By AMA Staff
With 77 million baby boomers headed for retirement, nearly every facet of corporate pension plans will be subject to analysis and change. The decline in defined benefit plans and the rise in defined contribution plans—combined with increasing longevity—is creating growing risk among employees regarding their retirement benefits.
As retirement benefits are redesigned for today’s retirees, it’s unclear whether employer programs can support long-term financial security, notes an analysis by The Conference Board. The report is based on presentations and discussions by senior HR executives attending a special Pensions and Retirement Conference held by The Conference Board.
“The changing definition of retirement raises controversial questions, especially from a societal point of view,” notes the report, which focuses on some of the difficult questions being asked today and offers controversial as well as conventional viewpoints. “What is the responsibility of the corporation to provide a safe and secure retirement for its employees? The evolving social contract between employees and employers has resulted in many issues that plan sponsors, policymakers, and academics need to resolve. We are asking employees—who should be seen as consumers, not investors—to take on significant risks that they haven’t a clue on how to manage.”
The Pension and Retirement Dilemma
Legislation, including the Pension Protection Act of 2006, liberalized requirements for defined contribution plans. Many experts disagree over whether the new rules for defined benefit plans will help stabilize the system or encourage more companies to curtail their plans. Executives attending the conference pointed out that as more companies discontinue their defined benefit plans, they’ll need to change their overall retirement programs so they work more effectively for employees.
The risk is twofold. The first concern: employees will outlive their retirement income and will experience a significant decline in their standard of living as they move from the accumulation phase. This is entirely possible, as many people underestimate their life expectancy and overestimate how much money they can draw from savings. Employees are facing new responsibilities for managing retirement assets, distribution options, and the payout period, and many are unable to manage the process effectively.
The other danger is that employees are investing more than they should in equities, due in part to the limited options for their defined contribution monies, inflation, and market volatility. Even though many employers are using target fund dates, some experts believe that these funds—which have been endorsed by the Department of Labor and the Employee Benefits Security Administration for default investment options—are generally too risky for the average employee. The report helps readers understand key points of controversy.
Redefining Retirement: Mitigating Risk
Today’s aging baby boomers are the best educated, healthiest, and longest-living group to ever enter retirement. When surveyed, 7 out of 10 people in this population report that they want to continue working in retirement, according to Anna Rappaport, senior fellow on pensions and retirement for The Conference Board, and an author of the report. Given these new parameters, new definitions and innovative employment options must be created for this phase of life. Rappaport calls it the “third age,” which is the period between full-time work and total retirement. “Policymakers, employers, and individuals need to rethink how retirement fits into the way people live their lives,” says Rappaport.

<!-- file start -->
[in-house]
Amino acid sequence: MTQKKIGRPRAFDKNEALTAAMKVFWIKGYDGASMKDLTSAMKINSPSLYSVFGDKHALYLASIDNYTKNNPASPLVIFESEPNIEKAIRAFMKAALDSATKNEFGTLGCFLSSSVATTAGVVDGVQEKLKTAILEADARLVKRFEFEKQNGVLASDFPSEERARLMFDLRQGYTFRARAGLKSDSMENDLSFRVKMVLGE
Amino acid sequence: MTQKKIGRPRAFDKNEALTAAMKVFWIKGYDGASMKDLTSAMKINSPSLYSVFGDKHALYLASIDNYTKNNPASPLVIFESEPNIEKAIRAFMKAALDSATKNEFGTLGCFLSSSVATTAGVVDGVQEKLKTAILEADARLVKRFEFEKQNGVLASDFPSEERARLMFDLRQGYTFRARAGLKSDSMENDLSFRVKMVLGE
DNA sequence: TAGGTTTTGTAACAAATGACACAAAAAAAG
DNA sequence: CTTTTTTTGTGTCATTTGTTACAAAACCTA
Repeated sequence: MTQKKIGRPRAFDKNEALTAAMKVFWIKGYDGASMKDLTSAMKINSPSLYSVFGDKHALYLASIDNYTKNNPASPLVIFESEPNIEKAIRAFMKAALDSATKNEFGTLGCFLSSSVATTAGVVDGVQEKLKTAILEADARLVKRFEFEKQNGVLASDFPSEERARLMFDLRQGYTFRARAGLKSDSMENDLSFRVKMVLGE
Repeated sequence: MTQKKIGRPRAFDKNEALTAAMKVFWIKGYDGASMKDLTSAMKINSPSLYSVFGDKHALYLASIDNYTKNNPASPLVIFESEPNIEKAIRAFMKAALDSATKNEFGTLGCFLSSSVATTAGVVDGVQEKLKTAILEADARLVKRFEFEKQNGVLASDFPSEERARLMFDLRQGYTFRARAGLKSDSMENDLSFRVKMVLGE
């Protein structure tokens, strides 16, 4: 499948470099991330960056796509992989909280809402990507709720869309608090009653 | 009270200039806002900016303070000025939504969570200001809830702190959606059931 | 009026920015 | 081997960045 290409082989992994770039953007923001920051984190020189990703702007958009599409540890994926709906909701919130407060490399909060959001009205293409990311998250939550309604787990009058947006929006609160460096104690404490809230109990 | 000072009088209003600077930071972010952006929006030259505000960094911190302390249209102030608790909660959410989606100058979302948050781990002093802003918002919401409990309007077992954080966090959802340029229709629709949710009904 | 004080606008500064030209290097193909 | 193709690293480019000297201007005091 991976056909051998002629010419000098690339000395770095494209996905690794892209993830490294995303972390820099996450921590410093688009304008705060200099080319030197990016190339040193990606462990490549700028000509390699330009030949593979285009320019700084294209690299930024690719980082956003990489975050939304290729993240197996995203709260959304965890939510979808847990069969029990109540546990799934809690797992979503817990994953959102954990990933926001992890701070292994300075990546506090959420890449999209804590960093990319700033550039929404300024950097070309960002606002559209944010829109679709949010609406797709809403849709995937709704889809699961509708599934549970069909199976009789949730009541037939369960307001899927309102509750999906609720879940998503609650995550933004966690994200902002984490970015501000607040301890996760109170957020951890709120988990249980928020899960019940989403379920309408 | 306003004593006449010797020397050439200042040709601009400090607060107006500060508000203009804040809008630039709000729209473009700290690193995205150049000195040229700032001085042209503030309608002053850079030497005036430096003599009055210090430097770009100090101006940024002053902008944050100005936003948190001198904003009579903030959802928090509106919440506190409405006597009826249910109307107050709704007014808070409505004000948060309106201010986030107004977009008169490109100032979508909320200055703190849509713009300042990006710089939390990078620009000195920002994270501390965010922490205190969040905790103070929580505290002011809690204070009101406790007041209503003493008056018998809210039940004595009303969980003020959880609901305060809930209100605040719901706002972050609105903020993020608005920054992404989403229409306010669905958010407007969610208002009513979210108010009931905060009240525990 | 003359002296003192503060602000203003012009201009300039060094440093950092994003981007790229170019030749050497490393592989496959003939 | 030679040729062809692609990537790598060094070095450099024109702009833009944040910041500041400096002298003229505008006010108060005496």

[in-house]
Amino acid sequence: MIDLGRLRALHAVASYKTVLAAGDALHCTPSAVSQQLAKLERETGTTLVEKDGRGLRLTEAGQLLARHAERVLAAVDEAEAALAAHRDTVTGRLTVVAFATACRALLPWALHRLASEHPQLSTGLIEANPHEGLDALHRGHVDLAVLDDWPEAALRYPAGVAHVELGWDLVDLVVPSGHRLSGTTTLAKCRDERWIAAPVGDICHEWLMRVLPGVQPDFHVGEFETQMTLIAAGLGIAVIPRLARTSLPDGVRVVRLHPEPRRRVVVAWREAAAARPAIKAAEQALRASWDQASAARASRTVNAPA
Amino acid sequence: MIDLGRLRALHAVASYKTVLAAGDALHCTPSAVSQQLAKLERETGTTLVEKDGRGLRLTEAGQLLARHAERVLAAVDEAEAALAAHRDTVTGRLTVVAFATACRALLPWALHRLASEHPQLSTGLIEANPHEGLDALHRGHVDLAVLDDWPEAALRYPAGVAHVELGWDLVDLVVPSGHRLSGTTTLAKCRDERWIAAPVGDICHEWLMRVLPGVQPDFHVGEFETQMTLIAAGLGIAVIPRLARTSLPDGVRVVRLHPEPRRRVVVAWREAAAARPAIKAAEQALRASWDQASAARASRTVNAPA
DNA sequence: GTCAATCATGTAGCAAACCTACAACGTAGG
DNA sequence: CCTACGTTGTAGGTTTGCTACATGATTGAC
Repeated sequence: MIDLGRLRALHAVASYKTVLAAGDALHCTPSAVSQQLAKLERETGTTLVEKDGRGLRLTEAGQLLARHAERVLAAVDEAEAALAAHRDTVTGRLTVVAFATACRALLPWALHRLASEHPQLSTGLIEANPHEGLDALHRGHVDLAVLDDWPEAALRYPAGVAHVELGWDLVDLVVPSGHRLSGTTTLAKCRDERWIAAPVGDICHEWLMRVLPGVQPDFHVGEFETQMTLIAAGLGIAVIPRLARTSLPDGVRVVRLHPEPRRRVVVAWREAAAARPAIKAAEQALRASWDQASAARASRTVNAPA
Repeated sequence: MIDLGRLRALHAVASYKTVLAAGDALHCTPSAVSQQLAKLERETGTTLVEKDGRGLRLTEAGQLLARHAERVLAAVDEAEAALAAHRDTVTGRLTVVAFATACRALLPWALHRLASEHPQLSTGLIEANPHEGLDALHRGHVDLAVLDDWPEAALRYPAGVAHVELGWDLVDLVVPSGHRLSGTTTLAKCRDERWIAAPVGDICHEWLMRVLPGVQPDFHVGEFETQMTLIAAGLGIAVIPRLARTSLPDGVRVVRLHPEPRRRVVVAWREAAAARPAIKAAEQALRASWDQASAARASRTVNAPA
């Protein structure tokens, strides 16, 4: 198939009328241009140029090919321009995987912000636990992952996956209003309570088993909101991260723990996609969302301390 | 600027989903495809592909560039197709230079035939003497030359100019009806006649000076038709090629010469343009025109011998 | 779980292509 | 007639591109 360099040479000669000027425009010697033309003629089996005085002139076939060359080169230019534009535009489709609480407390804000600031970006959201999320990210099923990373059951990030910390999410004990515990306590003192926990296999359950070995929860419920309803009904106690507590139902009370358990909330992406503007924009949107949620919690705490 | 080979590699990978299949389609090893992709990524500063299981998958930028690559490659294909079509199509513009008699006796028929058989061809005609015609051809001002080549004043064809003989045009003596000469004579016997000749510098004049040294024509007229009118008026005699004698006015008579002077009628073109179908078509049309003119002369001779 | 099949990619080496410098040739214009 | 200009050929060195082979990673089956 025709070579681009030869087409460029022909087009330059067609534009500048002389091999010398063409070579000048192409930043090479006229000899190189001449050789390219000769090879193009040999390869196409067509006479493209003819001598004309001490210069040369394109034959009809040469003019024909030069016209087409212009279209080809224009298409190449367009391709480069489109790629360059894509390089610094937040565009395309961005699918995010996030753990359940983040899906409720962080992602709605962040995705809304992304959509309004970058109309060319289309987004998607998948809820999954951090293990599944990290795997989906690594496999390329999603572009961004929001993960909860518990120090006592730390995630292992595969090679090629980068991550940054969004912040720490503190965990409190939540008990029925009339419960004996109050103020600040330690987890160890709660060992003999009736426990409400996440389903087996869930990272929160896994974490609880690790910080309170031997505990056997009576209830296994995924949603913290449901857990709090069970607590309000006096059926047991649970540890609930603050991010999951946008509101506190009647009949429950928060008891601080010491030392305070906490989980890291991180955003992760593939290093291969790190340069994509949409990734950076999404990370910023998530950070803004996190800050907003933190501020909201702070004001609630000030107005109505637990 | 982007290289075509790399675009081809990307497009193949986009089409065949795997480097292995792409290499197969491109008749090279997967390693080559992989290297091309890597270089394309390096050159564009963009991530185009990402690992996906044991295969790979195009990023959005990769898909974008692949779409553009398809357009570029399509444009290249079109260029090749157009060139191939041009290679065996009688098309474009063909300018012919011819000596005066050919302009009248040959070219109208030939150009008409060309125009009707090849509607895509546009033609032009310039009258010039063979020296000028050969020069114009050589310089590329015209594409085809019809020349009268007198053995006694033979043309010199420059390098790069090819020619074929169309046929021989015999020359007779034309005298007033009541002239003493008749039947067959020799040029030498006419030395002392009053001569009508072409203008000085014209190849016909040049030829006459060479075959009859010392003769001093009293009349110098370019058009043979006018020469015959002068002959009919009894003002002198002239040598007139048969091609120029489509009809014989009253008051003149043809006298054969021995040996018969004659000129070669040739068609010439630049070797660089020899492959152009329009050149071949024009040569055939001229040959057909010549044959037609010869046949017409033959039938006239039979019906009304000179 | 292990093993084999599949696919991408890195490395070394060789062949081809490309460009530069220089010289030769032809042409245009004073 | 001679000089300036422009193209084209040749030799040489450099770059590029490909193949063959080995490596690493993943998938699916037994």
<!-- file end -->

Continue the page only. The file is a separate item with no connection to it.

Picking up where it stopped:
One option is phased retirement, when an employee moves from full-time to part-time employment before retiring. Phased retirement has gotten a great deal of traction, with 48% of current retirees transitioning into retirement through part-time work, but mostly on their own. More people are expected to incorporate this work style in the future. In a poll taken during a recent Conference Board webcast, 59 of 69 respondents said they are likely to have a phased retirement program within three years.
Another option to make retirement more secure is to create solutions that provide lifetime income, such as inexpensive and flexible annuities. Offering employees in-plan opportunities to purchase income annuities with their defined contribution assets can also provide lifetime income. Programs that allow a rollover into IRAs with institutional annuity rate purchases are another way to accomplish this.
While annuities are not chosen by most individuals, the report highlights the importance of lifetime income. Questions remain, however, about what policy options should be considered and whether there should be legal requirements for the employee or the employer to purchase a lifetime income benefit. Right now, “it’s unrealistic to require a mandated annuity beyond Social Security,” notes the report.
“Automatic enrollment should be included in new retirement plan designs so that defined contribution plans can work without active employee participation,” says Toddi Gutner, coauthor of the report. Participation rates jump from 53% to 81% with automatic enrollment. “Employers need to change their plans so they work better for employees who don’t take action. It is imperative that employees embrace the financial education that companies offer so they can learn how to fully use their benefits. But perhaps just as important is to determine how much savings is enough and to save that amount.”
Source: Can Continuing Changes in Pension Management Provide a Secure Retirement, Executive Action No. 257, The Conference Board
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